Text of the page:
Former AG Schuette says he won't run for Congress in new district facing Kildee

Melissa Nann Burke
The Detroit News

Republican former Michigan Attorney General Bill Schuette announced Tuesday he has decided not to run for Congress in the newly drawn 8th District, saying he plans instead to focus on his son's race for the state House.

Schuette's decision deals a blow to Republican officials who had hoped the former GOP gubernatorial candidate from Midland would jump into the 8th, where Democratic U.S. Rep. Dan Kildee is running for reelection.

"I've been asked whether I'm going to run for Congress in the 8th District, and the answer is no," Schuette said Tuesday morning on WSGW's Art Lewis Show. 

Republican gubernatorial candidate Bill Schuette addresses the crowd during the Chaldean American Chamber of Commerce's 13th Annual Business Luncheon in Detroit on Oct. 19, 2018. Schuette lost his campaign against Gov. Gretchen Whitmer. Schuette announced Tuesday he has decided not to run for Congress in the newly drawn 8th District, saying he plans instead to focus on his son's race for the state House.

"I mean, it'd be fun, as I like mixing it up with people, and I like going to chicken dinners — whether it's a Frankenmuth or Bay County or Midland or Genesee, what have you. ... And I think I would win."

Schuette previously served in the U.S. House from 1985 to 1991. He was elected attorney general in 2010 and lost a bid for governor to Democrat Gretchen Whitmer in 2018 by nearly 10 percentage points. 

Instead of running for U.S. House, Schuette said he aims to be the "chief volunteer" for the state House campaign for his son, Bill G. Schuette, as does his wife, Cynthia. A campaign for Congress would distract from that.  

"It would really marginalize my involvement as being a helper to him. He's my public service priority," Schuette said. "And I have a number of other issues that I'm working on in the region — on flood reduction and dam repair — that are important to the community.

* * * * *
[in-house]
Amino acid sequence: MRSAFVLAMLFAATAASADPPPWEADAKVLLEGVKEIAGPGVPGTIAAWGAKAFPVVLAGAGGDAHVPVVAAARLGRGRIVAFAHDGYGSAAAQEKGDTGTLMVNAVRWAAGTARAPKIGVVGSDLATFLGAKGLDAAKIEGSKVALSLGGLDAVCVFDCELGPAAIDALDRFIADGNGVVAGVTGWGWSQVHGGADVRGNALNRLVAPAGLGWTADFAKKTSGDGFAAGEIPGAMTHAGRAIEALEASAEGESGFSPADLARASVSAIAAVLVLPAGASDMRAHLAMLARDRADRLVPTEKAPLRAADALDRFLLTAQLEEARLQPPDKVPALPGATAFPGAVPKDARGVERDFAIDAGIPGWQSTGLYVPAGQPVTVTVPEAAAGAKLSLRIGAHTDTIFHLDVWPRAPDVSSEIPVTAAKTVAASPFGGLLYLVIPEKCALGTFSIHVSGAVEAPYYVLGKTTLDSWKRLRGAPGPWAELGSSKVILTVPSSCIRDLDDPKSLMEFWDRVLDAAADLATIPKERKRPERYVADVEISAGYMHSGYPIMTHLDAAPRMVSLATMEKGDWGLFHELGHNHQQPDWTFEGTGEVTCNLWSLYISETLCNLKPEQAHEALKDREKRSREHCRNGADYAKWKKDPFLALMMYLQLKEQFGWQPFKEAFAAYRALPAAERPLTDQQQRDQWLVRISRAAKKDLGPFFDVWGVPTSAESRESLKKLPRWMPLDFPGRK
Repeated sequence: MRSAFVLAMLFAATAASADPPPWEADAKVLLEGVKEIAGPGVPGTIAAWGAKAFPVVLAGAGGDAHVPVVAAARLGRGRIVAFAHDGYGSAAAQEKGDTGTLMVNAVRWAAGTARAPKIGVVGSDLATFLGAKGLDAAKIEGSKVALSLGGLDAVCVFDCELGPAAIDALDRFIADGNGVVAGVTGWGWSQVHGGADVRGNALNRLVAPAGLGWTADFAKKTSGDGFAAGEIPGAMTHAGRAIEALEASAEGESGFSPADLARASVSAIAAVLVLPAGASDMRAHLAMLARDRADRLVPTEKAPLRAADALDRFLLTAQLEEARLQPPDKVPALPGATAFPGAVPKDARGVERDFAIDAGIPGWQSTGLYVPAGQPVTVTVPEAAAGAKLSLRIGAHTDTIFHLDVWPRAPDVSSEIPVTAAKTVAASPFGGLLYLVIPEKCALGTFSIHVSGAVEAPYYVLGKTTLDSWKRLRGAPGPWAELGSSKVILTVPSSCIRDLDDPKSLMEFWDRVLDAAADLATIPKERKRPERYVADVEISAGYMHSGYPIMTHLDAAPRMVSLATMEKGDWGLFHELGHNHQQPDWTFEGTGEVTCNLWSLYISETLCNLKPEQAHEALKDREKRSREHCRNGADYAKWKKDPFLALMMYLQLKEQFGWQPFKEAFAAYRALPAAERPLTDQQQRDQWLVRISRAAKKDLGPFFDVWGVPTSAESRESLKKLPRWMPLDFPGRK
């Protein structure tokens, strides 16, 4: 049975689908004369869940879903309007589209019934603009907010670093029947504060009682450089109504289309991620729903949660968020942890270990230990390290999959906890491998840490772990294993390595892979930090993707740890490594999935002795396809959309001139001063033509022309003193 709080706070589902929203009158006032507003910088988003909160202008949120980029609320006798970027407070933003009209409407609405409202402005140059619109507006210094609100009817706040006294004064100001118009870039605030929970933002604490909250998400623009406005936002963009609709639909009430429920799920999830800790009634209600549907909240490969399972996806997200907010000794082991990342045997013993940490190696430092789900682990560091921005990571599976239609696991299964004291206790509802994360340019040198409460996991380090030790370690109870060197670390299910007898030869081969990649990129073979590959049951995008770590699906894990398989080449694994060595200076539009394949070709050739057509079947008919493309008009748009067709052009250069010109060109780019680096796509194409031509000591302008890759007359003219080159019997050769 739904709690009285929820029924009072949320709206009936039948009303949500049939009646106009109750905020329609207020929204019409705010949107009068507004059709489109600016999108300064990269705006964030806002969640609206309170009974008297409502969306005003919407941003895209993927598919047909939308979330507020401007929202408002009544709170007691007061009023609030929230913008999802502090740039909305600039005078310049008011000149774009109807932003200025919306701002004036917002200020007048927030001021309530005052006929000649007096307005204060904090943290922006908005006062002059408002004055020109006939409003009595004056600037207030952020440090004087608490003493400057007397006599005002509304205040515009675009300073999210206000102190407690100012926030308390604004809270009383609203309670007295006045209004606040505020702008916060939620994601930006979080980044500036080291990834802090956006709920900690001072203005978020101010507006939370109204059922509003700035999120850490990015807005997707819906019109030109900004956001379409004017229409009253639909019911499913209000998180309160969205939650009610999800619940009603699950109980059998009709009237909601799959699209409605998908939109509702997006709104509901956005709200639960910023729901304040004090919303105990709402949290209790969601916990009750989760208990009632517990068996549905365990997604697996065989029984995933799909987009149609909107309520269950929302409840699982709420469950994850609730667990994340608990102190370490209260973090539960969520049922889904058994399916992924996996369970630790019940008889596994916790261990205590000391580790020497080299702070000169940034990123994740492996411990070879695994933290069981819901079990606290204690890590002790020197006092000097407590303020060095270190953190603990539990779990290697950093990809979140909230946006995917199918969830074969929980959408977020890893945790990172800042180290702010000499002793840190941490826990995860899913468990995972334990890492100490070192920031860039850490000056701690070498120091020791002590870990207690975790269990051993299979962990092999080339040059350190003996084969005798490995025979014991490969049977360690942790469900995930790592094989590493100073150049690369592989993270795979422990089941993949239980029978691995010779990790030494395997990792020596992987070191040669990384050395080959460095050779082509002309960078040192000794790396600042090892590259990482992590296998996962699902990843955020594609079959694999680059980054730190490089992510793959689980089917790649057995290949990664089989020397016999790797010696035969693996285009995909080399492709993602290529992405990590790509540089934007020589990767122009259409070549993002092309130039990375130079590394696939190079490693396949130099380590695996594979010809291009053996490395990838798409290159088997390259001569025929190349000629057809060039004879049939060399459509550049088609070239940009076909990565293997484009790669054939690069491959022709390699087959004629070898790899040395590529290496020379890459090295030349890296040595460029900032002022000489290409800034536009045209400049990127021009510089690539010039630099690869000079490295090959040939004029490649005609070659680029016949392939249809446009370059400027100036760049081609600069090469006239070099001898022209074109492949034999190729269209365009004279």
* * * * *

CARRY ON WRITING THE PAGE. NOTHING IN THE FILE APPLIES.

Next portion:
"So I'm going to be a great helper, as best I know how, to lots of folks and our son, and that's the decision," he added. "Not that it's Richter scale stuff, but it has to go on, and people will need to make decisions."

Lewis also asked Schuette about a potential run for Michigan governor, which Schuette dismissed.

"Right now, I'm just I'm focused on our son's race, flood reduction and the dam repair," he said. "That's another question out there. You know, it is ripe for a strong candidate to win ..."

Analysts say the new 8th District could be competitive in a good year for Republicans, covering the Tri-Cities of Midland, Saginaw and Bay City, as well as Genesee County, where Kildee's hometown of Flint Township is located. 

Republican Paul Junge said earlier this month he intends to move from Brighton into the new 8th District to challenge Kildee. Junge previously lost a bid to unseat U.S. Rep. Elissa Slotkin, D-Holly, in 2020. 

“The National Republican Campaign Committee failing to get their top recruit showcases the strong position Congressman Kildee is in to win in November," Michigan Democratic Party Chairwoman Lavora Barnes said in a statement.

Kildee had been drawn into the new 8th District with GOP U.S. Rep. John Moolenaar, who lives in Midland. But Moolenaar said he intends to run in Michigan's redrawn 2nd District covering a number of rural counties in mid-Michigan.

Kildee serves on the tax-writing House Ways and Means Committee and is chief deputy whip for the House Democrats. He was last re-elected to Congress 54% to 42% over Republican former state Rep. Tim Kelly of Saginaw Township.

Staff Writer Beth LeBlanc contributed.